The Federal Housing Finance Agency has greenlit a new rule for mortgages going into effect in 2024, which could open the market to 4.9 million new borrowers, according to credit reporting agencies.

The new rule requires government-sponsored enterprises like Fannie Mae and Freddie Mac to accept a new scoring model—VantageScore 4.0—to assess mortgage loan applications.

The 4.0 version is VantageScore’s first update since 2013. The new credit scoring model brings 34 million previously unscorable consumers to the table, according to credit reporting firm TransUnion.

“VantageScore 4.0 increases opportunity in comparison to conventional models for lenders and borrowers by utilizing trended data to more accurately assess risk,” TransUnion said.

Credit data firm VantageScore crunched the numbers last week on how the new credit assessment will impact the mortgage market.

Among the key findings: “Imposing a minimum VantageScore credit score of 620 and applying a mortgage eligibility age criterion of 25-65 will give 4.9 million new borrowers access to the mortgage market.”

This new group of borrowers could take out as many as 2.7 million mortgages, and the new mortgage volume could top $1 trillion a year.

Mortgage rates rise toward 8% for the seventh straight week

That's good news for prospective home buyers as well as the supply side of the housing market and mortgage loan business. It couldn’t have come sooner.

The housing market essentially stalled in October over rising mortgage rates. Freddie Mac’s latest primary mortgage market survey found the average 30-year fixed rate home mortgage increased to 7.79% in the week ending October 26.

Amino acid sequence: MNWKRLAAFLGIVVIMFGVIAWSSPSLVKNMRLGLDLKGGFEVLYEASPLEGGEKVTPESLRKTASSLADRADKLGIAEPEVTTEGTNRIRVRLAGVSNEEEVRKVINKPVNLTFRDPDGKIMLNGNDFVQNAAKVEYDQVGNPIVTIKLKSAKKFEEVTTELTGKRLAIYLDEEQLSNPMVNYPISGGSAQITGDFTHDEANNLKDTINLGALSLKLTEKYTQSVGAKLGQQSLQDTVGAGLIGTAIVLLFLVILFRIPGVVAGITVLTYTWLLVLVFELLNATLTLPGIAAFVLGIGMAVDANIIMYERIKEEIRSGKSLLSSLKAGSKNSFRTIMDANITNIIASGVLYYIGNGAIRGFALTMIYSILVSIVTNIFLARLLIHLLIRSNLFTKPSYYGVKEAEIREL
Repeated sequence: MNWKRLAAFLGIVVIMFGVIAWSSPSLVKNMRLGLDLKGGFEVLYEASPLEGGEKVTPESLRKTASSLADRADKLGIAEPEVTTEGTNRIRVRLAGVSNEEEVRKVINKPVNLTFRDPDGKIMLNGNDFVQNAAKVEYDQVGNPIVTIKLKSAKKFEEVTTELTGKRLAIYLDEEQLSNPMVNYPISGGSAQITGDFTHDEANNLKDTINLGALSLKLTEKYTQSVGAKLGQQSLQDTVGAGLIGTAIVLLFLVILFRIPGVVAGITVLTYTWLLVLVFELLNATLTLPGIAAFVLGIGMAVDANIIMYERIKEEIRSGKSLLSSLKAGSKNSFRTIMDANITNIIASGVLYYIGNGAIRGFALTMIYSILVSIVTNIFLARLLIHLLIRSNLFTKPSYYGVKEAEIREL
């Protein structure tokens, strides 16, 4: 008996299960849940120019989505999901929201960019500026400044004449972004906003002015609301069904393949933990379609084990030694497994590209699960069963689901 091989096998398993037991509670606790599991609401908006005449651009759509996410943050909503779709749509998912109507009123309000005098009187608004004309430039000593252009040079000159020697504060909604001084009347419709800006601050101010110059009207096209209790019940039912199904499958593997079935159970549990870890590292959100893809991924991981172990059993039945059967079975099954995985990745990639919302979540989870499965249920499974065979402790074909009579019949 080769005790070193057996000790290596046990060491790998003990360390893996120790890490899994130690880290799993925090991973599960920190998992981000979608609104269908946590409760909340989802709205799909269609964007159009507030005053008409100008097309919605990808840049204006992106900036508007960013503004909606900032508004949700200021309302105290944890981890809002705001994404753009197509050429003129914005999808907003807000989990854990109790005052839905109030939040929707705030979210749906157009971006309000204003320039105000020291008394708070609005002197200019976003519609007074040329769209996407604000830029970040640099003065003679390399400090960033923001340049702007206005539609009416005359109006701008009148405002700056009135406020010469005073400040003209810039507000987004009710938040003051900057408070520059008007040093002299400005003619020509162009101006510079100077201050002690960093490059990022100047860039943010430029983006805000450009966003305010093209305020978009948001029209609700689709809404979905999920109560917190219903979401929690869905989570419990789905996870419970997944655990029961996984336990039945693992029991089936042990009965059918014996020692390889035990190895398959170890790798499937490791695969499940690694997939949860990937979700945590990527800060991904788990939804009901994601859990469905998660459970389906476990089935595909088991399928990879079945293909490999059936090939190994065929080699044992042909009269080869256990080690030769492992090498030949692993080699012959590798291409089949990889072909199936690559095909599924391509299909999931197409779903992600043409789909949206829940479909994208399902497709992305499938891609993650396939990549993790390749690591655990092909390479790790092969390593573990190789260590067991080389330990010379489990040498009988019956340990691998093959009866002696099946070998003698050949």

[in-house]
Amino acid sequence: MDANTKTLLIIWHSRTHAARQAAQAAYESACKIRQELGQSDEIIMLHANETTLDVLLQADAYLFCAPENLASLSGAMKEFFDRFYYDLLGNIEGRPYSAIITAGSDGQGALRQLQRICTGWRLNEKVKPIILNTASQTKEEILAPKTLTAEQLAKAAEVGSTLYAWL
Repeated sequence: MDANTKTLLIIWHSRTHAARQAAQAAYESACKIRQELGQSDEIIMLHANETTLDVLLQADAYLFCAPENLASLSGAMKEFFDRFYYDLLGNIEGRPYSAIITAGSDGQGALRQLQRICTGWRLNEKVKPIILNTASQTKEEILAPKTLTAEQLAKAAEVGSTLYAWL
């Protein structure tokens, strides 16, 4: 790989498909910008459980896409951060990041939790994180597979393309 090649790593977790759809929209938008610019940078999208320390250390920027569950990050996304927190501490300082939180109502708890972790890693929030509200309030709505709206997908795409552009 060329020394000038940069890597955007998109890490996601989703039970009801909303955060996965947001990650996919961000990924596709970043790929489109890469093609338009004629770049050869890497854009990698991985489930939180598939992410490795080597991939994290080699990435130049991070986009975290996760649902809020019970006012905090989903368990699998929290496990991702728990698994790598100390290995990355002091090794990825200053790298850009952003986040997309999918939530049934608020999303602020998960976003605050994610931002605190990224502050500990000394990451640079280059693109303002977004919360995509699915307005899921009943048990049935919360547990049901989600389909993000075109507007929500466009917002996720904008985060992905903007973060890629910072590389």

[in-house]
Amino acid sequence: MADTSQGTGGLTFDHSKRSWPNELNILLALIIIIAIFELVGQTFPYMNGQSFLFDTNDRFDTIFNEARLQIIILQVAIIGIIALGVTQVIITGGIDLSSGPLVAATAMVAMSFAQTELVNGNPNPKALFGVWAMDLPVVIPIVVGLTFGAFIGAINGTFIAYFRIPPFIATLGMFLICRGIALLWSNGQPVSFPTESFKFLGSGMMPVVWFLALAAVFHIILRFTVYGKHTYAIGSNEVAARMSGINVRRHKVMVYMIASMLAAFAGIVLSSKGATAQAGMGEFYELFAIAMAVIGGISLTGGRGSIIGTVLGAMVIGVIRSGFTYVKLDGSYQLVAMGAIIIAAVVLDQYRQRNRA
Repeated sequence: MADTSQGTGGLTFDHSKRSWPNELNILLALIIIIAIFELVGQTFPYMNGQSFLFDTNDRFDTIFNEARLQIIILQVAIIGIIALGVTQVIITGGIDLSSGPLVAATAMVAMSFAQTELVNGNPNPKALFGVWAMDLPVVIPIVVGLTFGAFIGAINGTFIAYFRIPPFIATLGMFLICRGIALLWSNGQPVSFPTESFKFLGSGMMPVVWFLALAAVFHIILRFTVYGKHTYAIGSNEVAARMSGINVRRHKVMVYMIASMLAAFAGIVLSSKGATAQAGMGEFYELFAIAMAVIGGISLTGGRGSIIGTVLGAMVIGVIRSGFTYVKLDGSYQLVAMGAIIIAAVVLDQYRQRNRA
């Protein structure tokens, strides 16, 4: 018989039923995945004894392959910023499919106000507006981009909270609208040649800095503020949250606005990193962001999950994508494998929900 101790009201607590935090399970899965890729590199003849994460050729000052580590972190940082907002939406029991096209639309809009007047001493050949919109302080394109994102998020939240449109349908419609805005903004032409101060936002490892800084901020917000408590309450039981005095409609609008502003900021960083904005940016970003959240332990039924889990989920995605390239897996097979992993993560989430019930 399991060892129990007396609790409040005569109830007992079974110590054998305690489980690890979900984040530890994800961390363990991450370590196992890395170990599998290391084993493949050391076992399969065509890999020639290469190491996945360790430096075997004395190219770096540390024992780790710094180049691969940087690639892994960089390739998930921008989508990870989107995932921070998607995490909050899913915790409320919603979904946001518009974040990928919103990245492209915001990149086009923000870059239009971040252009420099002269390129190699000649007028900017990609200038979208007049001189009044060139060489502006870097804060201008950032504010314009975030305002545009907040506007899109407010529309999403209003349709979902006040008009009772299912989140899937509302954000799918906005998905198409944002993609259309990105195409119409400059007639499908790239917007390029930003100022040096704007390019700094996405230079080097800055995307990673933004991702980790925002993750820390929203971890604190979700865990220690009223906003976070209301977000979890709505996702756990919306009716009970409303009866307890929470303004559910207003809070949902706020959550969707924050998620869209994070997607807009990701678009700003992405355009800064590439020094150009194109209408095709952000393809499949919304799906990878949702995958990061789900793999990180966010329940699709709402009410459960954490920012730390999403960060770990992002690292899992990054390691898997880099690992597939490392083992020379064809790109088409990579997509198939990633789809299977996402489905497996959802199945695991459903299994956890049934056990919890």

“For the seventh week in a row, mortgage rates continued to climb toward eight percent, resulting in the longest consecutive rise since the Spring of 2022,” Freddie Mac said. “Rates have risen two full percentage points in 2023 alone.” senior economic research analyst Hannah Jones said: “The milestone of 8%+ mortgage rates, like 5% treasury yields, emphasizes the financial headwinds facing borrowers in today's market.”

But Jones added that along with high mortgage rates and home prices, “recent new home sales data shows that buyers are finding a way to navigate the challenging environment.”

Home buyers and builders get creative with rising rates

As mortgage rates reach a 23-year high, home buyers and builders are finding ways to work around exploding borrowing costs.

Large home builders, for example, are offering an incentive to new home buyers that the industry calls a mortgage rate buydown.

In plain language, it's just a discount on interest rates from the seller. To keep new supplies moving in this high interest rate environment, some sellers are offering rates as low as 5%.

Meanwhile, all-cash home sales are on the rise for those who have the savings to afford it.

According to National Mortgage News, citing a recent report from the National Association of Home Builders: "The share of new single-family constructions bought with cash grew to 9.2% of sales in the third quarter, rising from 7.1% three months earlier.”

That’s a staggering 199,732 single-family home sales bought without a mortgage in the third quarter alone, according to data from the Fed.